A new University of British Columbia study says envious employees are more likely to undermine their co-workers if they feel disconnected at work.
"We often hear that people who feel envious of their colleagues try to bring them down by spreading negative rumours, withholding useful information, or secretly sabotaging their work," says Prof. [Karl] Aquino, who conducted the study with colleagues from the University of Minnesota, Clemson University in South Carolina and Georgia State University.
However, Aquino says envy is only the fuel for sabotage. "The match is not struck unless employees experience what psychologists call 'moral disengagement' – a way of thinking that allows people to rationalize or justify harming others."
In other words, you somehow deserve all the backbiting, not to mention the typos this co-worker intentionally added to your report. Or maybe this employee is stealing other employees' lunches. The sabotage doesn't have to be entirely work-related.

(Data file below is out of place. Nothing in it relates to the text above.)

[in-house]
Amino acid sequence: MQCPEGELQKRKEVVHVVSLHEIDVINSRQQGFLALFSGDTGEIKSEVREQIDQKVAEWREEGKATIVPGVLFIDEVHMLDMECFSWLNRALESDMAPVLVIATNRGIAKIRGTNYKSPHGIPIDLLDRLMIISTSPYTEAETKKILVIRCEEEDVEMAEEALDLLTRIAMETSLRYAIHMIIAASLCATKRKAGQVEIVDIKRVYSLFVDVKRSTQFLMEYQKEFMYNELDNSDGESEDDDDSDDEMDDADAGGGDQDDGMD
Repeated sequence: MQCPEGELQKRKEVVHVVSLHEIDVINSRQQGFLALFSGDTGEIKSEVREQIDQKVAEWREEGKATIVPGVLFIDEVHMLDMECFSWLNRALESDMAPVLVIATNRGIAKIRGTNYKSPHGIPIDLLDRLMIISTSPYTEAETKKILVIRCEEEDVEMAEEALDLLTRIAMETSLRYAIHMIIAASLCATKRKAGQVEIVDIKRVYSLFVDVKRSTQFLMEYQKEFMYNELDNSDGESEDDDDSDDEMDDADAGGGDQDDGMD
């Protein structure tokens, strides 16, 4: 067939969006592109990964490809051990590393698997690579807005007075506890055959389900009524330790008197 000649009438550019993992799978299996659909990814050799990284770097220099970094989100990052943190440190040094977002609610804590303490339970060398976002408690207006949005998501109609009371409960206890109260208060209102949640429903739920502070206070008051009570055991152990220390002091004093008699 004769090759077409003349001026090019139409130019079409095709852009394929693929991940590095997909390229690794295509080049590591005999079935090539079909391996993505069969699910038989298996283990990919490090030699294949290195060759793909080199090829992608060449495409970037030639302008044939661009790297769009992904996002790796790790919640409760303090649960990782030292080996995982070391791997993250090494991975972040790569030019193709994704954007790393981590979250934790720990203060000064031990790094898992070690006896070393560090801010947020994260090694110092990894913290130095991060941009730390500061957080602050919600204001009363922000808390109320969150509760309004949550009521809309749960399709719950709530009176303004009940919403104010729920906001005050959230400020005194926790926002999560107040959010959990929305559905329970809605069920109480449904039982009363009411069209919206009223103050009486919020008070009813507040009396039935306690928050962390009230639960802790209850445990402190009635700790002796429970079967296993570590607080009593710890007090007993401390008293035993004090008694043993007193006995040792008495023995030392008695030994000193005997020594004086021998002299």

So what can be done about it? Don't let employees suffer in silence and don't let them feel like lone wolves, the researchers suggest. Apply some team building and employee engagement strategies, too. Managers need to nip this passive-aggressive behavior in the bud. Besides, employees will be grumpy all afternoon if they didn't get to eat their lunch.